The judging panel were impressed with Anna’s detailed research and the fact her shoe celebrates the support it offers, rather than disguising its specialist features.

Victoria Oliver, Head of the Spinal Injury Team at Bolt Burdon Kemp, said: “We were blown away by the quality of the entries this year and it’s fantastic to see how much research went into everyone’s designs.

“A spinal cord injury is a life changing event that makes even the most mundane of tasks time-consuming, and innovative designs and products can really help make the world more accessible to the 50,000 people living with a spinal cord injury in the UK.

“Thomas’s design showed real awareness of the challenges facing those with a spinal cord injury who use a wheelchair and he went to great lengths to make sure his Smart Wheel design was practical, comfortable, and aesthetically pleasing.”

Winner Thomas Salkeld said: “I am ecstatic about winning the competition as designing to help people is my passion and what I wish to pursue in the future.

“The aim of my design was to really take into consideration what the users want and the problems they face every day in regards to their mobility in a wheelchair, then applying my engineering, design, prototyping and technology skills that were necessary.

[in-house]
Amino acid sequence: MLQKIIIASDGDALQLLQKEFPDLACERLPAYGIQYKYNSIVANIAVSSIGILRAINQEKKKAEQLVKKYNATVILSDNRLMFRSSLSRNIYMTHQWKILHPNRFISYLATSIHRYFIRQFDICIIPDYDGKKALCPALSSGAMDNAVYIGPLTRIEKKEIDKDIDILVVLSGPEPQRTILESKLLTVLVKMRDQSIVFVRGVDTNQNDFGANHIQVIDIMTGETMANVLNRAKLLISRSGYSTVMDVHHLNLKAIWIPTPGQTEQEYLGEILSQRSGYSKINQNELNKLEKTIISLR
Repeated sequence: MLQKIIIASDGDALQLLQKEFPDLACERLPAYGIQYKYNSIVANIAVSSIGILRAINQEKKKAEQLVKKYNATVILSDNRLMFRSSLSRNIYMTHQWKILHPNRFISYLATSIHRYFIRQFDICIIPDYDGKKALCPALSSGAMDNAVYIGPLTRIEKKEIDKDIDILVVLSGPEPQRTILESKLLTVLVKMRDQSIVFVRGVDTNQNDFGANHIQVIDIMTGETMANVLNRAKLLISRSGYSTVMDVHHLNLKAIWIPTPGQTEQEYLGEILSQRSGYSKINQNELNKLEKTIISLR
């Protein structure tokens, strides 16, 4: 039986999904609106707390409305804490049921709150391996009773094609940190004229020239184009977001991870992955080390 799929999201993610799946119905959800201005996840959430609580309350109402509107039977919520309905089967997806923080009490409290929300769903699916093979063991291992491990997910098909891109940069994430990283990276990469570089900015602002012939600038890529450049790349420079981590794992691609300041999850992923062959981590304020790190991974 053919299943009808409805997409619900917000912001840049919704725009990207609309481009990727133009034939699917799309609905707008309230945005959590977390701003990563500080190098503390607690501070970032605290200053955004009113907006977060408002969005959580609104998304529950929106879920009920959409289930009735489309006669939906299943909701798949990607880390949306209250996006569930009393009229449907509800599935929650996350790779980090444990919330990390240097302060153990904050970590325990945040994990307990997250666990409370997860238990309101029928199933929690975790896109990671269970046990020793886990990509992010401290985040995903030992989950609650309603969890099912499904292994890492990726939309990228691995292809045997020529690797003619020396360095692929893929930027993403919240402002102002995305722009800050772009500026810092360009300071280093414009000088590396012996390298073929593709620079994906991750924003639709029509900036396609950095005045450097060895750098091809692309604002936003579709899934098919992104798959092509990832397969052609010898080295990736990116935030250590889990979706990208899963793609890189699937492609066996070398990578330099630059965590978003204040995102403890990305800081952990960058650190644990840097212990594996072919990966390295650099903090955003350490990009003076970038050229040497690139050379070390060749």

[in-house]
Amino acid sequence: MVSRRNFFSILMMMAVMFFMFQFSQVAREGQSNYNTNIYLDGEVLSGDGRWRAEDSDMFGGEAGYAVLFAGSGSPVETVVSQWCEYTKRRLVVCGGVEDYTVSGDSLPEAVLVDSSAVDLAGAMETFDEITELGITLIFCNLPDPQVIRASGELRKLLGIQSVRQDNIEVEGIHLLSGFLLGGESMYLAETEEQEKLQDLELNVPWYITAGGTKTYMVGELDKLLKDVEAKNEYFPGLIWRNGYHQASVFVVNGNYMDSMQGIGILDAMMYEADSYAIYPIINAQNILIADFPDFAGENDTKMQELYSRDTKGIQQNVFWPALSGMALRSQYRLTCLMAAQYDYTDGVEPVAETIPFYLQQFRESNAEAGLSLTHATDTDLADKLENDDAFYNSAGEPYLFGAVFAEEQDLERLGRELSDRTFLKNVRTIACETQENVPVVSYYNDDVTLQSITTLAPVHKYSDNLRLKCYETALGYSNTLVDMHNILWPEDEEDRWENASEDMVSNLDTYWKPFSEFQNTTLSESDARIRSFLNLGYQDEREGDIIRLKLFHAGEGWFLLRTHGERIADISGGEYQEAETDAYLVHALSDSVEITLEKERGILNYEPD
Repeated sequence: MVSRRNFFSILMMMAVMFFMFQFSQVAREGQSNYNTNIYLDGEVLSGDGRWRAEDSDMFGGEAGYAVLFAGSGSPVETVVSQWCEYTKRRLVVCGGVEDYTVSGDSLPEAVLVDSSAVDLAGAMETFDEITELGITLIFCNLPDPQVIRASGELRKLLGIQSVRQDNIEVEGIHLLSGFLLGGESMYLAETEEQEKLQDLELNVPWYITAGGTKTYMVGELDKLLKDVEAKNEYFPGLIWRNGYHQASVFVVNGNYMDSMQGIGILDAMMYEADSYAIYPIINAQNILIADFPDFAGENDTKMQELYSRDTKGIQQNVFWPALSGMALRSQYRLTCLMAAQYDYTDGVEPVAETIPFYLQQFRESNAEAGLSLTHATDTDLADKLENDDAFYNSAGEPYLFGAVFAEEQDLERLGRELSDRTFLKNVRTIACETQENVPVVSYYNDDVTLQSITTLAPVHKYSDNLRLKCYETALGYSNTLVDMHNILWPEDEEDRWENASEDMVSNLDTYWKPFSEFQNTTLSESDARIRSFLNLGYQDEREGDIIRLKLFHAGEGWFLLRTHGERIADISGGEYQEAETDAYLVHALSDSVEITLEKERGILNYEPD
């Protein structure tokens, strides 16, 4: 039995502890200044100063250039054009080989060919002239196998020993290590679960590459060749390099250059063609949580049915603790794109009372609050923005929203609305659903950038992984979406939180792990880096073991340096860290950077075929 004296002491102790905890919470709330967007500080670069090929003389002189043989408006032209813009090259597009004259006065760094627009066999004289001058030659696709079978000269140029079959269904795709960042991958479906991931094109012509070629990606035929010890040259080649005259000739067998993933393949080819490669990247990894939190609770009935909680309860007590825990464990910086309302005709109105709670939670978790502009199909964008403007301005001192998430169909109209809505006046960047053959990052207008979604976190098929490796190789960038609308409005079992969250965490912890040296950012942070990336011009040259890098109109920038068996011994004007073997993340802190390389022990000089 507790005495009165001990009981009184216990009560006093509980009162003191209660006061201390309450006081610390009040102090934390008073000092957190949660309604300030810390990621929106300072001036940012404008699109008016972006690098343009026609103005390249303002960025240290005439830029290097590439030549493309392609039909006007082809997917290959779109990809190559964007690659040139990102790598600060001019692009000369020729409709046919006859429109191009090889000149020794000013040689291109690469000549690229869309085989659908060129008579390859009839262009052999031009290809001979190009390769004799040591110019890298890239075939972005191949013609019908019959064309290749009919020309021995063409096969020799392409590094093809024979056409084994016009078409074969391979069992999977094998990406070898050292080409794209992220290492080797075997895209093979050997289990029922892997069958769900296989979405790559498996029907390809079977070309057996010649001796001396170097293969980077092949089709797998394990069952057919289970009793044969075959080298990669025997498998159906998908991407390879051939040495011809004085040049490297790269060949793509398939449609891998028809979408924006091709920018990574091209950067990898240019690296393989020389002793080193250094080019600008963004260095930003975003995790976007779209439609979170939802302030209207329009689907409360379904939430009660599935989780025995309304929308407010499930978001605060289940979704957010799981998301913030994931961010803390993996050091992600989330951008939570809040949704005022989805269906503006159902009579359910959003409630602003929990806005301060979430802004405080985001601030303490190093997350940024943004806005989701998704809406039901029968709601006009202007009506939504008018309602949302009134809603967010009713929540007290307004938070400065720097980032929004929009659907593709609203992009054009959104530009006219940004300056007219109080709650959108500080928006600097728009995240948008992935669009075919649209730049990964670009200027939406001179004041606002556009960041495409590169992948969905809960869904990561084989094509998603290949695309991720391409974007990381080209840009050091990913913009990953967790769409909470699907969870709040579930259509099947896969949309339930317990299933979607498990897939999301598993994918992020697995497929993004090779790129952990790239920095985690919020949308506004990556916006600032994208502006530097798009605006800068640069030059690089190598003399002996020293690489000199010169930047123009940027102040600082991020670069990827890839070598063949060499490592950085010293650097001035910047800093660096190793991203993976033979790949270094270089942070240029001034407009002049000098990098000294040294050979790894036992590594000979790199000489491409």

“The aesthetics were designed to be functional but also pleasing to the eye, allowing the users to be proud of the product on their wheelchairs.”

Click here to read the full article on Thiis.

Gamers With Disabilities Praise Ratchet and Clank: Rift Apart’s Accessibility Features

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cartoon Video game characters preparing for battle

BY RHIANNON BEVAN, The Gamer

The recent gameplay showcase of Ratchet and Clank: Rift Apart was met with praise across the gaming community. With a detailed look at levels, items and gameplay modes, there was a lot to get excited about if you have your eyes on this next gen platformer.

Right at the end of the video, Insomniac also highlighted a wide range of accessibility features that will be in the game.